“On your worst day of running, you still inspire someone.” This is what I remind myself when I get down.
Unfortunately, I have been down a lot lately. Just over a year ago, I made a mistake while lifting weights. I hurt my knees. I ran the Secret City Half Marathon last year on hurting knees, but then I took almost the entire month of December 2013 off to allow my knees to recover. 2013 had been a year full of personal records. I was up, up, up and flying high. I was strong and fast.
I entered 2014 by racing a 5K on New Year’s Day that was considerably slower than my recent 5Ks. This was not a big surprise since had just taken a month off. What did surprise me was that it would take me a full year to get back to the shape I had been in before the knee incident. I suppose that bike wreck and concussion in February didn’t do me much good either.
I trained hard and fast. I took breaks after the longest races. I did many things right. Still, I have been plagued with “bad days” time and time again in 2014. At my first Boston Marathon, I struggled very early. I started out as planned, but got slower every mile. I finished nearly 2 hours slower than my goal and required medical attention.
I focused on shorter distances in the summer more than ever before. Still, I fell short on the personal records set in 2013. I was getting closer as I went into fall, but my fall marathon had the same difficulties I had experienced a couple of years ago. I struggled to maintain pace after the half way mark and gradually faded. I managed to qualify for Boston 2016, but just barely. I finished about 10 minutes slower than I had in both of my marathons in 2013.
The only course PR that I set this year was at the Townsend 15K. I believed I had finally gotten my speed back by the end of November 2014. I was training very well. I expected to compete for a PR or come very close at the Secret City Half Marathon in 2014. Unfortunately, I was ill on that day. I was nauseous on the way to the race. I tried to ignore that and started the race as I had planned. I was fine until mile 4. I slowed from 6:28 in miles 2 and 3 to a 7:30 in mile 4. I considered stopping. I considered puking, thinking I would probably feel better if I could let it out. I decided to press on and make the best of it. I pushed myself as hard as I could. I managed to squeak out a 7:00 average pace by the end of the half marathon. It was not race-day jitters. I was ill for the next 36 hours.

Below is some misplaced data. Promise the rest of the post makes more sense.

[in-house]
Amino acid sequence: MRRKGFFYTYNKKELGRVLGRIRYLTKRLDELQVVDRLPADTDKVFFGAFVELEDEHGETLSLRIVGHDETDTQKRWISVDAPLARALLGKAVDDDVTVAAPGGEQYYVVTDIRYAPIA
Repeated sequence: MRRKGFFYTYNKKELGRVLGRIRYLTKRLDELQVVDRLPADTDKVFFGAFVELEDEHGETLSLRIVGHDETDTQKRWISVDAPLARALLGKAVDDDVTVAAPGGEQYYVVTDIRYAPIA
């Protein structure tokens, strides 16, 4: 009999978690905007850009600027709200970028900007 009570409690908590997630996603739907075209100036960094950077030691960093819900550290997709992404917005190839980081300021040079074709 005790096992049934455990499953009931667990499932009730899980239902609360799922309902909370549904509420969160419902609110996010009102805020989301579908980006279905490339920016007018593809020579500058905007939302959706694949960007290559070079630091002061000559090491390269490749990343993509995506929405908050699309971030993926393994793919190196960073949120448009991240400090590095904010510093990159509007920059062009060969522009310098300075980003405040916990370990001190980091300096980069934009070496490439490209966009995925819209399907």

I am frustrated. I am as fast as I have ever been, but I just can’t seem to show it. Staying positive is the only defense against such thoughts.
- I am grateful that my knees did recover.
- I am grateful that I survived the bike wreck (car involved) without anything but a concussion.
- I am grateful that I have made a strong comeback, even if I have not shown it in a race just yet.
- I am grateful that I have a loving wife who is patient with me as I go through all of these struggles.
Not everyone has these things.
I am privileged.
I am blessed.
I am frustrated, but I will not give up. My training is working. I am enjoying running. I can’t let performance on race-day detract from that.
“On your worst day of running, you still inspire someone.” This is what I remind myself when I get down. That is when I find the strength to stop the pity party and keep running. They are my legs. It is my effort. It is my time. Still, it’s not all about me. That makes it worth the effort no matter how I do.
“Train smart, eat well, & enjoy the run!”
— P. Mark Taylor
Check out these books by P. Mark Taylor for more advice on running:
Wise Running Shirts & More
Find yours HERE: